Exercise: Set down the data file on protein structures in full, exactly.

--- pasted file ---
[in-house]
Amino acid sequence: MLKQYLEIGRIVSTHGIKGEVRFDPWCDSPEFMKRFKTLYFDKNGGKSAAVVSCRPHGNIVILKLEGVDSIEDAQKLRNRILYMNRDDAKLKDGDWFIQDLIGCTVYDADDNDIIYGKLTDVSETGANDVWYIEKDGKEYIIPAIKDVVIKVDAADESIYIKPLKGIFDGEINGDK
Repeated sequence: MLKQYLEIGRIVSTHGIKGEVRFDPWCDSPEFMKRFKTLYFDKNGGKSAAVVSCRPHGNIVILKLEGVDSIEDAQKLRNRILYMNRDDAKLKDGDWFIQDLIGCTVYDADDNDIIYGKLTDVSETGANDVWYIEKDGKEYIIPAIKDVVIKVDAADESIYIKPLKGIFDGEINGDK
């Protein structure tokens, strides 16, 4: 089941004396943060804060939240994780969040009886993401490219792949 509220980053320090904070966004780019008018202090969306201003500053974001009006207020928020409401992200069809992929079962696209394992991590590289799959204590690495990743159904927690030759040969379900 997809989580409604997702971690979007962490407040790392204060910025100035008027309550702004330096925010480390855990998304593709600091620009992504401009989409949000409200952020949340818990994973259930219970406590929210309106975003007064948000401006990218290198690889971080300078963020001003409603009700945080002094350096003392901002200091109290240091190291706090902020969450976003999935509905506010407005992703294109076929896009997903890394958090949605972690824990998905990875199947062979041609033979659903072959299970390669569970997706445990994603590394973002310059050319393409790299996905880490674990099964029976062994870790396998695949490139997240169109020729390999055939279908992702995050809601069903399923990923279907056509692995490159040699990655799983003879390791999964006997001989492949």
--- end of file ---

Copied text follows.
[in-house]
Amino acid sequence: MLKQYLEIGRIVSTHGIKGEVRFDPWCDSPEFMKRFKTLYFDKNGGKSAAVVSCRPHGNIVILKLEGVDSIEDAQKLRNRILYMNRDDAKLKDGDWFIQDLIGCTVYDADDNDIIYGKLTDVSETGANDVWYIEKDGKEYIIPAIKDVVIKVDAADESIYIKPLKGIFDGEINGDK
Repeated sequence: MLKQYLEIGRIVSTHGIKGEVRFDPWCDSPEFMKRFKTLYFDKNGGKSAAVVSCRPHGNIVILKLEGVDSIEDAQKLRNRILYMNRDDAKLKDGDWFIQDLIGCTVYDADDNDIIYGKLTDVSETGANDVWYIEKDGKEYIIPAIKDVVIKVDAADESIYIKPLKGIFDGEINGDK
């Protein structure tokens, strides 16, 4: 089941004396943060804060939240994780969040009886993401490219792949 509220980053320090904070966004780019008018202090969306201003500053974001009006207020928020409401992200069809992929079962696209394992991590590289799959204590690495990743159904927690030759040969379900 997809989580409604997702971690979007962490407040790392204060910025100035008027309550702004330096925010480390855990998304593709600091620009992504401009989409949000409200952020949340818990994973259930219970406590929210309106975003007064948000401006990218290198690889971080300078963020001003409603009700945080002094350096003392901002200091109290240091190291706090902020969450976003999935509905506010407005992703294109076929896009997903890394958090949605972690824990998905990875199947062979041609033979659903072959299970390669569970997706445990994603590394973002310059050319393409790299996905880490674990099964029976062994870790396998695949490139997240169109020729390999055939279908992702995050809601069903399923990923279907056509692995490159040699990655799983003879390791999964006997001989492949």